Appropriations Chairman Pitts: amendments limiting UT System spending will stay

Joshua Fechter

The Texas House of Representatives’ chief budget writer said Wednesday he intends to keep amendments to the proposed state budget limiting the spending power of the UT System Board of Regents and UT System administration. 

State Rep. Jim Pitts, R-Waxahachie, chairs the House Appropriations Committee and attached the amendments to the Senate’s budget bill in response to the board’s March 20 decision to conduct an external investigation of the UT Law School Foundation and UT School of Law. 

Lawmakers interpreted the investigation as a political move intended to oust University President William Powers Jr. and advised the board to allow the Texas Attorney General’s Office to conduct another investigation in order to avoid spending additional tax dollars.

Regents have since decided to follow that advice, but Pitts said he would keep the amendments while the budget conference committee meets.

“My fear is, if we take that out, that once we leave here, the board will continue acting the way did prior to the session,” Pitts said. “It’s really my intention to keep a watchful eye on the UT Board of Regents.”

One of Pitts’ amendments would allocate the $23.9 million originally intended to fund the UT System Administration during the 2014-15 biennium to the Texas Higher Education Coordinating Board. Doing such would require the coordinating board to transfer those funds to the System with permission from the Texas Legislative Budget Board and the governor’s office. 

The System could not use those funds to investigate its individual institutions or the administration of those institutions, or to request records from those bodies.

Under another amendment, the administration would not receive its share of the Available University Fund, a state endowment that funds institutions within the UT and A&M University systems.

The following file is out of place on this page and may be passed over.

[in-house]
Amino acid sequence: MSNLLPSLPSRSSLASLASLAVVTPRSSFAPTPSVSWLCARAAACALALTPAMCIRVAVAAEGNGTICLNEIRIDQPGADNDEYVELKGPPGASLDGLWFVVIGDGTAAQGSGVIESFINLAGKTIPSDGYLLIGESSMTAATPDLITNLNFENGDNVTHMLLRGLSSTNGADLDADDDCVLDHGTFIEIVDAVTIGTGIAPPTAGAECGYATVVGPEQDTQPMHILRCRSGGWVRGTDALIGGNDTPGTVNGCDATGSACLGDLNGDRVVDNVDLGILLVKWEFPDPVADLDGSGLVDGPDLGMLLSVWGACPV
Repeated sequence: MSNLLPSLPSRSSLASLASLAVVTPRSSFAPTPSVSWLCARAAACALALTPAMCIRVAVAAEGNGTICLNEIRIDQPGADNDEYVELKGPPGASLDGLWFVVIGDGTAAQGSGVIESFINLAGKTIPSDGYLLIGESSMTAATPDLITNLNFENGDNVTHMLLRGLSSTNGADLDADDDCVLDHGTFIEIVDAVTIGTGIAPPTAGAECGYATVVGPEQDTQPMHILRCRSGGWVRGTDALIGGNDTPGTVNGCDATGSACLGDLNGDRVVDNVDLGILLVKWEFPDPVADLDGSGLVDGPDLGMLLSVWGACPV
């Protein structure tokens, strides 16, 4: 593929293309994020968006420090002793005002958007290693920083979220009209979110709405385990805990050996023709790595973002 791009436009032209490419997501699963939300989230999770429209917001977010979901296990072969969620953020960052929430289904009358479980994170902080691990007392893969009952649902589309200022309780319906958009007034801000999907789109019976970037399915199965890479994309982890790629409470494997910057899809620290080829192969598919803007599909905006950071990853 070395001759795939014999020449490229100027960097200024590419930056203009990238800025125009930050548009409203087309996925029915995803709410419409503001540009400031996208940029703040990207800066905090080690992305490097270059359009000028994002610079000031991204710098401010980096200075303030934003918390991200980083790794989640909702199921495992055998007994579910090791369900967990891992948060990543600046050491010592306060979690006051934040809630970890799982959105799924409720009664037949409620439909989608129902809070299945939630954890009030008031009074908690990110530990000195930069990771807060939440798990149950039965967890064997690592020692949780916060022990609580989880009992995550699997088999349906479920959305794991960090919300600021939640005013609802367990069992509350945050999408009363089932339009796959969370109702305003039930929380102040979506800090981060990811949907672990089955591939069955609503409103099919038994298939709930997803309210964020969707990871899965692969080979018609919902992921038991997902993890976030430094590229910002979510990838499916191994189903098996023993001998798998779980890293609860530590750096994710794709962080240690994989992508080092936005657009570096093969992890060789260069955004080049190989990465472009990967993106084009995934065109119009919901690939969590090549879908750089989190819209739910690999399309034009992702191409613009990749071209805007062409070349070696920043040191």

UT System spokeswoman Jenny LaCoste-Caputo said the System intends to continue discussions with Pitts in the hope that “a positive resolution can be reached.”

“However, were the amendments to remain in the bill, there is no doubt that the impact would be significant,” LaCoste-Caputo said. “Specific details would have to be determined if we come to that point.”

In addition to the amendments, legislators have sought to realign the board with what they consider the board’s proper governance role.

The Joint Oversight Committee on Higher Education Governance, Excellence and Transparency was relaunched to investigate the ongoing conflict between the board and UT-Austin, but has not met since an organizational meeting in March.

State Rep. Dan Branch, R-Dallas, co-chairs the committee with state Sen. Kel Seliger, R-Amarillo. 

Branch said committee members have been reviewing information they requested from the System. He said the committee may schedule a meeting within the next few weeks, but could continue its work while the legislature is not in session.

Lawmakers have also sought to limit regents through legislation.

A bill filed by Seliger, who chairs the Senate Higher Education Committee, would limit regents from “interfering” in the daily operations of universities under their purview. It would also prohibit regents who are appointed when the legislature is not in session from voting until regents have appeared before the Senate Nominations Committee. Gov. Rick Perry has appointed all sitting regents.

The House Higher Education Committee left the bill pending Wednesday. The Senate approved the bill 29-2.

Branch said he is unsure if Perry will sign the bill or if the House will pass it.

Branch said the bill would help quell conflicts between boards and university administrations statewide, although the bill was filed in response to controversy at the UT System.

“To me, while an incident often brings into focus what the statutory and constitutional and regental rules are, which is what this has done, we’re trying to step back and think broadly and make sure we’re doing something that’s good for all of Texas higher education going forward,” Branch said.